'I've Got Your Number' - never has verbal violence sounded so sweet, dissolving into one of the filthiest Hammond organ solos ever recorded.
'Switching off' - simply the most beautiful and poignant song written in the last 5 years.
'Buttons and Zips' - rude and funky goings on in the garden shed.
'Grace Under Pressure' - it takes off like a Harrier jump jet and then brings in the whole of the audience at Glastonbury to push it even further up!
Oh look, what more do you want, just buy the bloody thing!
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4 of 4 people found the following review helpful By lilwelshyrs on 22 Mar 2004
Format: Audio CD
The only thing that springs to mind is how amazing this album is.
With a similer feel to Placebo, Radiohead and Pink Floyd, Elbow are definitely going to be worth keeping an eye on.
There are so many different sounds to this album that nobody can listen to it just the once and come up with a sure verdict. In fact, it took me quite a while to warm to the variations of sound within each song.
The key with this album is to not immediately pay attention to the lyrics, but to the different emotions that are created in extremly interesting and inventive ways. For example, "Fugitive Motel" - (My personal favourite) starts off with a feel that's almost hawaiian. The dog barks, the waves crash on the shore and a wonderful "twangy" sound is created. This mood is changed abruptly when the singing starts. His melodic voice never fails to send shivers up and down my spine.
Once you have listened to the whole album a number of times, then you can look at the lyrics. Again, going back to "Fugitive Motel", the lyrics are heartbreaking: "I'm tired I said, You always look tired, she said. I'm admired, I said. You always look tired, she said." How simple is that, and yet it never fails to break my heart.
To listen to this album, I think that you either need to be extremly chilled out or depressed. Works both ways for me.
If you don't give this album its deserved second listen to, then you're the one missing out on some extremly touching, artistic music.
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23 of 25 people found the following review helpful By A Customer on 25 July 2003
Format: Audio CD
This album is everything i hoped for and more from the follow-up to 'Asleep in the Back.' The first thing that struck me was that it didn't really have any obviously "stand-out" tracks such as 'Newborn' and 'Red' on Asleep in the Back. However, after a few listens the album and certain songs in particular started to seep inside my head and this album overall is a more complete, more subtle and better sewn together piece of work than Elbow's excellent debut. The DVD is also very good and easy to watch all the way through unlike other DVD albums i own, which really do require a great deal of patience to watch. Magnificent.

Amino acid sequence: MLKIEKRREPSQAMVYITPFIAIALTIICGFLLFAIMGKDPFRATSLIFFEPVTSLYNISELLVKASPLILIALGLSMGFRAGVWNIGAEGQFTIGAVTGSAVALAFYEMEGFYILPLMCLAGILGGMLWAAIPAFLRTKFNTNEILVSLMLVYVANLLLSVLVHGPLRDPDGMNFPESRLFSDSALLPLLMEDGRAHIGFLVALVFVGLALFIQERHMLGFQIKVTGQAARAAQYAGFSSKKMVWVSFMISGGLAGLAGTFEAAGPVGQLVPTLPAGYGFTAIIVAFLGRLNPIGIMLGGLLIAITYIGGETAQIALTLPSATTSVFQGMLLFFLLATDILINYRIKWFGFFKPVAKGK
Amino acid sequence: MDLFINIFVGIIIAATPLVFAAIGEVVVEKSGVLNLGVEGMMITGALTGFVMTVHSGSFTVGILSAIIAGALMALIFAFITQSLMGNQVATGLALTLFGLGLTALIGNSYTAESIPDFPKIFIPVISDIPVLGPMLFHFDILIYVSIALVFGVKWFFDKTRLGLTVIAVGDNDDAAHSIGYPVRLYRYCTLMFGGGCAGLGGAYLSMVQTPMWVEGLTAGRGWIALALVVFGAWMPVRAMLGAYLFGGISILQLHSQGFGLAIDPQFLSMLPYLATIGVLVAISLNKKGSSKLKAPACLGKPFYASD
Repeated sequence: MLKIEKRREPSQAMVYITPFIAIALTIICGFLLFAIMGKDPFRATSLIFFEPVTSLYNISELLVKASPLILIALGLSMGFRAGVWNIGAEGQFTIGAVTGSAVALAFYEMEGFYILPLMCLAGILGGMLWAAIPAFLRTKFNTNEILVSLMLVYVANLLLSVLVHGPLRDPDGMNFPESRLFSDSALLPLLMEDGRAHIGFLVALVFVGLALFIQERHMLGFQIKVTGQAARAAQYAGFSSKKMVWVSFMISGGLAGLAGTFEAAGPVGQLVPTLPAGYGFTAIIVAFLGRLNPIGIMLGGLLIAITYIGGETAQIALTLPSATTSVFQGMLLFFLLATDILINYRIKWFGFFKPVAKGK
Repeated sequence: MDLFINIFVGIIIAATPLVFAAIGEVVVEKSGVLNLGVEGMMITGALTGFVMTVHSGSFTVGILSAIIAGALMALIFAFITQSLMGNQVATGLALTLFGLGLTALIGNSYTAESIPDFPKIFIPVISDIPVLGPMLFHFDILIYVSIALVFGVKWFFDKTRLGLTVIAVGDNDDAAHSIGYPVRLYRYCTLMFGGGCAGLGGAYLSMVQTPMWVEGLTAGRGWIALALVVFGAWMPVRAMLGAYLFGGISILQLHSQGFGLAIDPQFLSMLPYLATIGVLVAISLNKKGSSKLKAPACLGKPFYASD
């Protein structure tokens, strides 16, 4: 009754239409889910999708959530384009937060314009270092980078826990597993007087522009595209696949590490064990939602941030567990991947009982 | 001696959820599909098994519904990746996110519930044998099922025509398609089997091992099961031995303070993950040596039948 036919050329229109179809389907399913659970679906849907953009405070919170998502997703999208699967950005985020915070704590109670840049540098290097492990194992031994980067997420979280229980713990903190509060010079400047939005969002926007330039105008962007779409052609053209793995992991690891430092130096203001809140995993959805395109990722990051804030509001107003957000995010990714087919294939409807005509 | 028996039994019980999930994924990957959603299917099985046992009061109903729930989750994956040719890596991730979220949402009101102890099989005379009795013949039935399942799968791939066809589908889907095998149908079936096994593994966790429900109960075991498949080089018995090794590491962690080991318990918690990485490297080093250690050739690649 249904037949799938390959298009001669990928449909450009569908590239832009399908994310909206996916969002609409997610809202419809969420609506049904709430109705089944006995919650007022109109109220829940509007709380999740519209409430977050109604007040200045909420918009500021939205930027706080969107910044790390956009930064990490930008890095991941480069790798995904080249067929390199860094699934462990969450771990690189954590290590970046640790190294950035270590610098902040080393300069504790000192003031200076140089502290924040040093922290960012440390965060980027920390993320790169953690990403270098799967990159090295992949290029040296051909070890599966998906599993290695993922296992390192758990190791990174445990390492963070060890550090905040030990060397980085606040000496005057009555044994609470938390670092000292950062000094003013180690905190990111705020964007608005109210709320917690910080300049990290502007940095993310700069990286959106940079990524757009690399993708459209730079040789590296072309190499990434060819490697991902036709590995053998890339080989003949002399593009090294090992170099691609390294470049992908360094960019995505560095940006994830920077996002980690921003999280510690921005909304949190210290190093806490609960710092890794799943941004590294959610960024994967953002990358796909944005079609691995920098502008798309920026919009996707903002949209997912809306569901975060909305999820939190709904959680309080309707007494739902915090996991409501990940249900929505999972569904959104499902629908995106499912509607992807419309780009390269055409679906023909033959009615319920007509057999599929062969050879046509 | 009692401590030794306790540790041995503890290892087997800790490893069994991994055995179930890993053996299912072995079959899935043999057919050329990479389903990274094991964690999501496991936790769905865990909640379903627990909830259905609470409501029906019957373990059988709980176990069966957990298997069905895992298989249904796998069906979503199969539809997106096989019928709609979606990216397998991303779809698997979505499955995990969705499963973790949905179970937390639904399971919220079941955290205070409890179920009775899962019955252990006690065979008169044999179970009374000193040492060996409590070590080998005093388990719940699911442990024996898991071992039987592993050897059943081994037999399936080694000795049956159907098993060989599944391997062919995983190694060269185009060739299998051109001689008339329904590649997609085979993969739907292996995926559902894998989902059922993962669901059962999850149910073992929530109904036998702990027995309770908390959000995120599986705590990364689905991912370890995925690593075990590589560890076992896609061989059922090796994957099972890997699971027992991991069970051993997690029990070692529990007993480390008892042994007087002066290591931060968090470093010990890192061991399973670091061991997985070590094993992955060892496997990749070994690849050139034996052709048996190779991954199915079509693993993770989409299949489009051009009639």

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27 of 30 people found the following review helpful By "bantampride" on 1 Oct 2003
Format: Audio CD
What ever happened to the 'notoriously difficult' second album that bands usually fell down on? A myth to suit yesterday's bands me thinks. Nowadays the 2nd album brings maturity, progression, and such and such. Coldplay did it with Rush of Blood..., Doves did it with The Last Broadcast, and now I'm very happy to annouce that Elbow have done it too with Cast of Thousands.
Their debut album, Asleep at the Back was definately an album to play late at night when you want to get your emotion on. Powder Blue and Newborn were made to pull on those little heart strings that we all seem to possess deep down. It was an album full of epic, emotion driven songs that we all fell in love with.
Cast of Thousands is more subtle. For those of you who have bought it on the back of Fallen Angel or Asleep at the back (album), played it once, and shelved it to the 'will never play again unless i'm dead bored' part of your CD collection, believe me, you are missing out on a gem.
It is an album that has to be played 7 or 8 times before you can even start to comprehend it's magic. OK, it has its catchy tunes like the 'Fallen Angel' and 'Buttons and Zips' (There is almost a 'The Chicken or the Egg' paradox behind the chorus "Will I ever get this song off my lips, thats what you said"), but after a few more plays, you start to get hooked on songs like 'Fugative Motel' and 'Not a Job', and realise this is probably the best stuff you've heard since OK computer was around.
'Switching Off' is this albums Newborn, the almost naked voice of Guy Garvey has never sounded as good. This guy really means what he's singing, it obvious isn't it? It's coming from his soul. You don't hear that sort of emotion in voices coming out of the kids on the millions of manufactured bands we seemed to be bludgeoned with.